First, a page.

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Cauvery dispute and its solutions


The Cauvery River is one of the most important and an interstate river that runs a total distance of 802 kilometre (km) passing through Kerala, Karnataka, Tamil Nadu and Puducherry. The Cauvery water dispute is the issue of resharing the already utilised water. This is unique in the sense that in this river the available water potential has already been over-utilised.

The issue of sharing of river water has been there prior to independence and an agreement has been executed between the rulers of erst while state of Tamil Nadu and also Karnataka with regard to sharing of waters and the farmers in Karnataka can definitely use the waters, there has to be a limit on the volume of water and area to be irrigated so that upstream water use does not jeopardise the longstanding downstream uses in Tamil Nadu.

With water being a state subject in the Constitution, The conflict can be construed as being rooted in divergent definitions of property rights by the conflicting states over the river water. The existing statutes of the Inter State Water Dispute (ISWD) Act as also those existing in the Indian Constitution seem inadequate to resolve this dispute so does CWDT order. The water sharing criteria is based on two situations:

  1. When water availability is above the normal water year flows.
  2. When water availability is equal or below the normal water year flows

Now, let's cut to the current situation. There are three major issues

  1. An ever-growing and expanding Bengaluru and nearby villages are heavily dependent on cauvery water for their needs and also towards industrial development.
  2. Cropping pattern in both Karnataka and Tamil Nadu are heavily dependent on Cauvery water and is also agreed that Tamil Nadu has better fertile lands and crop yields have given better results as compared to Karnataka.
  3. In distress years and scanty monsoon, the four reservoirs KRS, Kabini, Hemavathy and Harangi of Cauvery get to dangerously low levels of depletion and there's not enough water to go around.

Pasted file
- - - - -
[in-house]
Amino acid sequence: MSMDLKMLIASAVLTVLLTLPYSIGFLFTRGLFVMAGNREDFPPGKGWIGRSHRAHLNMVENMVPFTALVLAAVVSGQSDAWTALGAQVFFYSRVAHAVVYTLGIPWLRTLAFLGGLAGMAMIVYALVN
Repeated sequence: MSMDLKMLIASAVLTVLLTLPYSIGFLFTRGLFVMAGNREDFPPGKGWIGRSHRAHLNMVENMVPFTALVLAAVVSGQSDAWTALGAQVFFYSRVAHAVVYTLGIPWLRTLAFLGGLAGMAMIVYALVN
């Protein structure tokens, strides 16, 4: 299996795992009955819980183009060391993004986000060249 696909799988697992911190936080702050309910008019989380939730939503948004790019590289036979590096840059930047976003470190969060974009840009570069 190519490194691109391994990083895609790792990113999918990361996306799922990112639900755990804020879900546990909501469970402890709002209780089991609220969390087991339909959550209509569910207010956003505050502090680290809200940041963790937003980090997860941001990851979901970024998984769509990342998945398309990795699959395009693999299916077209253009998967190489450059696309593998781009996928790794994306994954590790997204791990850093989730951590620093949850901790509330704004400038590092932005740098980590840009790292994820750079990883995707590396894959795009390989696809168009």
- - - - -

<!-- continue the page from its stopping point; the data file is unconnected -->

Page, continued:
In order to solve the said disputes and also provide a solution the government of India has constituted a special commission known as Sarkaria Commission to look into the disputes. Later on the case was referred to Inter State Water disputes tribunal and also Central Water States tribunal in the year 2002, 2007 and also 2012 where in Tamil Nadu and other riparian states were allowed to carry on water which shall suit the required state purposes. But Karnataka has not obeyed the Supreme Court order and has mentioned that water of cauvery is presently only sufficing the domestic needs which have led to mass protests in the state of Tamil Nadu and Karnataka.

Solutions or remedies to solve the disputes:

  1. Modernisation of the canal network and control structures in both states which help to save water substantially.
  2. Reduce dependence on water crops and also look for alternatives for the same and also look after better methods of farming.
  3. Give and take policy where Karnataka can obtain power from Tamil Nadu because Tamil Nadu has surplus power.

Conclusion: In a federal country like India the disputes between states are bound to arise and there should be enough mechanism so as to solve the same. In the said issue many International principles have been applied and committees have also been formed which has been of little use or some times of no use. In this regard first both the states should sit down and come down to an amicable issue and centre otherwise and efficient mechanism must be present so as to solve the disputes and provide a solution for all the people without any difficulty.

- Ch. Phaneendra